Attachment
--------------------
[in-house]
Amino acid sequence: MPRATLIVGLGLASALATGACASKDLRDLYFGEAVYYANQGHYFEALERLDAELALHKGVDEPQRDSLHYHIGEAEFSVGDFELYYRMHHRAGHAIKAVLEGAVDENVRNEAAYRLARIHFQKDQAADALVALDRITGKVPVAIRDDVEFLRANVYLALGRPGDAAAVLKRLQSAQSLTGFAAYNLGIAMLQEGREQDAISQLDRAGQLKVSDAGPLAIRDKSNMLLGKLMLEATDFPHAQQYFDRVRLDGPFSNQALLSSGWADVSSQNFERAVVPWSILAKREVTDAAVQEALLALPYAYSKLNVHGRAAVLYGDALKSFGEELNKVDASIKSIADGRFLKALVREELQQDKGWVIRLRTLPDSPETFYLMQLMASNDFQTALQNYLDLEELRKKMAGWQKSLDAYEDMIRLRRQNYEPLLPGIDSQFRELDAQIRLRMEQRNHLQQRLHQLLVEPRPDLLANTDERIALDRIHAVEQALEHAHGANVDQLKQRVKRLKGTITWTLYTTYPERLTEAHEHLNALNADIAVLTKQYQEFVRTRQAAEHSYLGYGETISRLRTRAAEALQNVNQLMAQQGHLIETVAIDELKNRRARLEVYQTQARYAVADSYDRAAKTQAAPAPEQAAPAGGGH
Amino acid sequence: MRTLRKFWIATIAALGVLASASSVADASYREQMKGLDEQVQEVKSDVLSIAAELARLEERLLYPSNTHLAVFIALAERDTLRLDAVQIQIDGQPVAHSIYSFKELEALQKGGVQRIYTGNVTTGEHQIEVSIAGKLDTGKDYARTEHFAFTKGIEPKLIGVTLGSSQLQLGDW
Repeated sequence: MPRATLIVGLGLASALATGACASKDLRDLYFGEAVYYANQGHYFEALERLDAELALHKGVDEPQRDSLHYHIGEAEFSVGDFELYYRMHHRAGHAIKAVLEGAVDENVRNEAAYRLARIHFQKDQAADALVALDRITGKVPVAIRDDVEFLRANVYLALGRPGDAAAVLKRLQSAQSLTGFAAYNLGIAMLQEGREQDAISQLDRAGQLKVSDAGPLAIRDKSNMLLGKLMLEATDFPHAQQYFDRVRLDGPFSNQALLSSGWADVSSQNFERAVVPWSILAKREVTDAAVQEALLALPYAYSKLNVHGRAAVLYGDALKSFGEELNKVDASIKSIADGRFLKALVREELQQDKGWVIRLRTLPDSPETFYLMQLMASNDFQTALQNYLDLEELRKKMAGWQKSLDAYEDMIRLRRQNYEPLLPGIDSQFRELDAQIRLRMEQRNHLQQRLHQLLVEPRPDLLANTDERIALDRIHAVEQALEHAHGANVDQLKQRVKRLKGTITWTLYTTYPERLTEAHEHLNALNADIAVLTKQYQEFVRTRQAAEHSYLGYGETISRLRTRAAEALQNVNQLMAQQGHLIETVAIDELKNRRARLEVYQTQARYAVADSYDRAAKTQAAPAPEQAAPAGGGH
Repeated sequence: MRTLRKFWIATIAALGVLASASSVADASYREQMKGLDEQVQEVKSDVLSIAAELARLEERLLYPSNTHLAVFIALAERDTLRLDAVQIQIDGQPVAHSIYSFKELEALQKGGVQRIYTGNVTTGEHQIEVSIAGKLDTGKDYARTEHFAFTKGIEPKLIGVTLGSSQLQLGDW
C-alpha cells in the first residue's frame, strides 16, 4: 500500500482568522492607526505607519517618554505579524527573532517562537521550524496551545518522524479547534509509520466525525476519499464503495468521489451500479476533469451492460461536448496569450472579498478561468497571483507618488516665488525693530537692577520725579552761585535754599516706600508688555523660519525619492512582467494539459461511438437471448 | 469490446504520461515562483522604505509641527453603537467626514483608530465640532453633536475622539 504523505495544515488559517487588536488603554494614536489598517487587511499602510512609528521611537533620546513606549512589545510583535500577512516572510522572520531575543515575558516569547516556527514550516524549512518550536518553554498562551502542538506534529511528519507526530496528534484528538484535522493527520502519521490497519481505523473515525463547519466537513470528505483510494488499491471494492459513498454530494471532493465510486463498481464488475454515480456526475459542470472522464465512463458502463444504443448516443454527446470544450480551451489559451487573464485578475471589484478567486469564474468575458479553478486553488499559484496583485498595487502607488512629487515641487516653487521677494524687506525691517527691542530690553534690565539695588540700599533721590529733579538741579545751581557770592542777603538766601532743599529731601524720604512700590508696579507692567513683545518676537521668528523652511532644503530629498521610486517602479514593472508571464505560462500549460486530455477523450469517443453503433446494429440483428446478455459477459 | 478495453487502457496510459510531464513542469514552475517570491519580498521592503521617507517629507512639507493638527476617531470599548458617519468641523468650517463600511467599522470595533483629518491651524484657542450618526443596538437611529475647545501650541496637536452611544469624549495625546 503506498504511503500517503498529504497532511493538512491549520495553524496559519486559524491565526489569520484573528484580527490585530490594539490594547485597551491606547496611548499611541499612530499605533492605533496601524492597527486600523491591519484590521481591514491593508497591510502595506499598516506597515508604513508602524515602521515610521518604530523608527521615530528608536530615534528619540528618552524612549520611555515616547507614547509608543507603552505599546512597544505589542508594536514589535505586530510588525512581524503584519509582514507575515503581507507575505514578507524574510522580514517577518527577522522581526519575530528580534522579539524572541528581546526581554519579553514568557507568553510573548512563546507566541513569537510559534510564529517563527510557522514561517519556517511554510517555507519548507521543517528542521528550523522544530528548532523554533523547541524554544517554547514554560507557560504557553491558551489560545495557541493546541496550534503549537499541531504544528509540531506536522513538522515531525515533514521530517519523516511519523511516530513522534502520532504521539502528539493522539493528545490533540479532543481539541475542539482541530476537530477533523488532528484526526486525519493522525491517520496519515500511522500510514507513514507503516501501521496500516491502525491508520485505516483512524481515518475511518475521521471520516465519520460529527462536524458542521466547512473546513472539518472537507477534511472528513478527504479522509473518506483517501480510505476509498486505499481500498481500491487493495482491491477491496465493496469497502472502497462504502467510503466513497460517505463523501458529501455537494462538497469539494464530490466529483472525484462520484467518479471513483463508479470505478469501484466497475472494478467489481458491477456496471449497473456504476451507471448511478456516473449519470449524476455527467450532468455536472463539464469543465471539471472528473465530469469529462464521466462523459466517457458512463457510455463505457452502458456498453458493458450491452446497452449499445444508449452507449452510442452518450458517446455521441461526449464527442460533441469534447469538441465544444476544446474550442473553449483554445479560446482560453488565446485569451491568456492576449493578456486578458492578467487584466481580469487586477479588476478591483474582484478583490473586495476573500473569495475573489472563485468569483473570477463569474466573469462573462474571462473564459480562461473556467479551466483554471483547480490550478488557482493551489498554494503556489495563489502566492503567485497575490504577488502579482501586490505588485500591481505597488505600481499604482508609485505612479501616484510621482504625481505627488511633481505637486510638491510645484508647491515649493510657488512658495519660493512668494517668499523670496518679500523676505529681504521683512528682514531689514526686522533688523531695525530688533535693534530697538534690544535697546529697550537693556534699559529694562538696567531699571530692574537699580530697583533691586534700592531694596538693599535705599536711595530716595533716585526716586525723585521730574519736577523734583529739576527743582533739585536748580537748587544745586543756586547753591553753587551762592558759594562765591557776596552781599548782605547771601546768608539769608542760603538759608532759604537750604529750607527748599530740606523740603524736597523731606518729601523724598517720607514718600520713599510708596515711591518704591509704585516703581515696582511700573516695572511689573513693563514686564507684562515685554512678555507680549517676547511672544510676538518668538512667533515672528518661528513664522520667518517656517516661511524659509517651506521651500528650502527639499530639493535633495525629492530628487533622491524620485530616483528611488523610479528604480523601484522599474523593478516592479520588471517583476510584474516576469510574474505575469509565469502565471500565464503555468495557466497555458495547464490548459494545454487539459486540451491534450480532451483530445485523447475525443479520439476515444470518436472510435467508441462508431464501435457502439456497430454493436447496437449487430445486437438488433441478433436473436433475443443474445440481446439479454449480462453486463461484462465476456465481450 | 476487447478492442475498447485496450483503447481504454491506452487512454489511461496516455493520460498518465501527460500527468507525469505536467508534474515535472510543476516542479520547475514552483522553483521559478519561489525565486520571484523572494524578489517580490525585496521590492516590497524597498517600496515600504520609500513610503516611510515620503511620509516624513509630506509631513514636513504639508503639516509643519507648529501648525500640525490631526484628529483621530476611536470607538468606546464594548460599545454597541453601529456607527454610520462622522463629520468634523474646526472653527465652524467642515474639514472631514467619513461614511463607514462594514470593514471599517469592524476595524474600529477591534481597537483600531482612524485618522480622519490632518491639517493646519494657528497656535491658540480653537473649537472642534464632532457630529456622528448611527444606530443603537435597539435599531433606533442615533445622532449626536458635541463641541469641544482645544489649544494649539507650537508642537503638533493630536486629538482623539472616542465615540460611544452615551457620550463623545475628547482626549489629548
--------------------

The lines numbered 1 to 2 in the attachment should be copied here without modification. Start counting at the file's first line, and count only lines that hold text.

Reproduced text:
[in-house]
Amino acid sequence: MPRATLIVGLGLASALATGACASKDLRDLYFGEAVYYANQGHYFEALERLDAELALHKGVDEPQRDSLHYHIGEAEFSVGDFELYYRMHHRAGHAIKAVLEGAVDENVRNEAAYRLARIHFQKDQAADALVALDRITGKVPVAIRDDVEFLRANVYLALGRPGDAAAVLKRLQSAQSLTGFAAYNLGIAMLQEGREQDAISQLDRAGQLKVSDAGPLAIRDKSNMLLGKLMLEATDFPHAQQYFDRVRLDGPFSNQALLSSGWADVSSQNFERAVVPWSILAKREVTDAAVQEALLALPYAYSKLNVHGRAAVLYGDALKSFGEELNKVDASIKSIADGRFLKALVREELQQDKGWVIRLRTLPDSPETFYLMQLMASNDFQTALQNYLDLEELRKKMAGWQKSLDAYEDMIRLRRQNYEPLLPGIDSQFRELDAQIRLRMEQRNHLQQRLHQLLVEPRPDLLANTDERIALDRIHAVEQALEHAHGANVDQLKQRVKRLKGTITWTLYTTYPERLTEAHEHLNALNADIAVLTKQYQEFVRTRQAAEHSYLGYGETISRLRTRAAEALQNVNQLMAQQGHLIETVAIDELKNRRARLEVYQTQARYAVADSYDRAAKTQAAPAPEQAAPAGGGH